Speak to the children of Israel, and say to them, When you be come over Jordan into the land of Canaan;
EXPOSITORY (ENGLISH BIBLE)
(10, 11) When ye be come over Jordan . . . —
Or, Ye are going over the Jordan into the land of Canaan; and ye shall appoint
. . .
35:9-34 To show plainly the abhorrence of murder, and to provide the more effectually for the punishment of the murderer, the nearest relation of the deceased, under the title of avenger of blood, (or the redeemer of blood,) in notorious cases, might pursue, and execute vengeance. A distinction is made, not between sudden anger and malice aforethought, both which are the crime of murder; but between intentionally striking a man with any weapon likely to cause death, and an unintentional blow. In the latter case alone, the city of refuge afforded protection. Murder in all its forms, and under all disguises, pollutes a land. Alas! that so many murders, under the name of duels, prize-fights, &c. should pass unpunished. There were six cities of refuge; one or other might be reached in less than a day's journey from any part of the land. To these, man-slayers might flee for refuge, and be safe, till they had a fair trial. If acquitted from the charge, they were protected from the avenger of blood; yet they must continue within the bounds of the city till the death of the high priest. Thus we are reminded that the death of the great High Priest is the only means whereby sins are pardoned, and sinners set at liberty. These cities are plainly alluded to, both in the Old and New Testament, we cannot doubt the typical character of their appointment. Turn ye to the strong hold, ye prisoners of hope, saith the voice of mercy, Zec 9:12, alluding to the city of refuge. St. Paul describes the strong consolation of fleeing for refuge to the hope set before us, in a passage always applied to the gracious appointment of the cities of refuge, Heb 6:18. The rich mercies of salvation, through Christ, prefigured by these cities, demand our regard. 1. Did the ancient city rear its towers of safety on high? See Christ raised up on the cross; and is he not exalted at the right hand of his Father, to be a Prince and a Saviour, to give repentance and remission of sins? 2. Does not the highway of salvation, resemble the smooth and plain path to the city of refuge? Survey the path that leads to the Redeemer. Is there any stumbling-block to be found therein, except that which an evil heart of unbelief supplies for its own fall? 3. Waymarks were set up pointing to the city. And is it not the office of the ministers of the gospel to direct sinners to Him? 4. The gate of the city stood open night and day. Has not Christ declared, Him that cometh unto me I will in nowise cast out? 5. The city of refuge afforded support to every one who entered its walls. Those who have reached the refuge, may live by faith on Him whose flesh is meat indeed, and whose blood is drink indeed. 6. The city was a refuge for all. In the gospel there is no respect of persons. That soul lives not which deserves not Divine wrath; that soul lives not which may not in simple faith hope for salvation and life eternal, through the Son of God.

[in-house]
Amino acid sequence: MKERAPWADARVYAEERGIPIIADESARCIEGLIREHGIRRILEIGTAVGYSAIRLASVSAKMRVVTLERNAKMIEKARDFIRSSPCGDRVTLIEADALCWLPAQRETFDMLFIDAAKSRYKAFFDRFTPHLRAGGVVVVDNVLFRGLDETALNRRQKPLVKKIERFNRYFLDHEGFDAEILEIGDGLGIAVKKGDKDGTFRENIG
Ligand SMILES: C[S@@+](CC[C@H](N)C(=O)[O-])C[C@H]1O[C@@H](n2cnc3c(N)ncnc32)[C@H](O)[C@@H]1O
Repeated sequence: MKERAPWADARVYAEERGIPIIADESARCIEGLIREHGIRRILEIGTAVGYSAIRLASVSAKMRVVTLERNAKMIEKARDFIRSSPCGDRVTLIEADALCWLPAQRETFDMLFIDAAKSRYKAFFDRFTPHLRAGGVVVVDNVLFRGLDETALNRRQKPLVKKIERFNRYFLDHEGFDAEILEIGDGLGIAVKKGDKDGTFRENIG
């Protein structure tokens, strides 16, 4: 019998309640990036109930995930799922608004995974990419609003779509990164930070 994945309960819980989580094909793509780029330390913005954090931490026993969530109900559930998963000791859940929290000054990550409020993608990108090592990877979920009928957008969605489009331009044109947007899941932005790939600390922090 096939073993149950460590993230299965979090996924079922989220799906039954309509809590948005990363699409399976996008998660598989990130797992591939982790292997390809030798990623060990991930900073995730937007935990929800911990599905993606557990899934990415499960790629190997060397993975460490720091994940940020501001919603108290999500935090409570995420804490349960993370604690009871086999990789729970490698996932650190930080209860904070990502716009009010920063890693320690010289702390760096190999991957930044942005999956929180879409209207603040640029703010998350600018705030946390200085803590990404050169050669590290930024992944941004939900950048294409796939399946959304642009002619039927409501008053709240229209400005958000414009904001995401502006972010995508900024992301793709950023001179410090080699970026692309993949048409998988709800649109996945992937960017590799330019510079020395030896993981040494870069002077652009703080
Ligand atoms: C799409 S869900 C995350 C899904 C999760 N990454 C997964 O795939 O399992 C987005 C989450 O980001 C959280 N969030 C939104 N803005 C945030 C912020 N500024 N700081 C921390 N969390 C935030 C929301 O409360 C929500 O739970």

Nine cities were eventually given to the Levites from the large joint inheritance of Judah and Simeon; three were taken from the territory of Naphtali, and the other tribes gave each four apiece.
Nu 35:9-34. The Blood Avenger.
No text from Poole on this verse.
Speak unto the children of Israel, and say unto them,.... Now, directly:
when ye come over Jordan into the land of Canaan; as they quickly would, being now very near it, and of which there was the utmost certainty, since the Lord had promised to bring them over that river, and put them in possession of that land. Speak unto the children of Israel, and say unto them, When ye be come over Jordan into the land of Canaan;
EXEGETICAL (ORIGINAL LANGUAGES)
The pasture lands of the different towns were to measure "from the town wall outwards a thousand cubits round about," i.e., on each of the four sides. "And measure from without the city, the east side 2000 cubits, and the south side 2000 cubits, and the west side 2000 cubits, and the north side 2000 cubits, and the city in the middle," i.e., so that the town stood in the middle of the measured lines, and the space which they occupied was not included in the 2000 cubits. The meaning of these instructions, which have caused great perplexity to commentators, and have latterly been explained by Saalschtz (Mos. R. pp. 100, 101) in a marvellously erroneous manner, was correctly expounded by J. D. Michaelis in the notes to his translation. We must picture the towns and the surrounding fields as squares, the pasturage as stretching 1000 cubits from the city wall in every direction, as the accompanying figures show, and the length of each outer side as 2000 cubits, apart from the length of the city wall: so that, if the town itself occupied a square of 1000 cubits (see fig. a), the outer side of the town fields would measure 2000 + 1000 cubits in every direction; but if each side of the city wall was only 500 cubits long (see fig. b), the outer side of the town fields would measure 2000 + 500 cubits in every direction.
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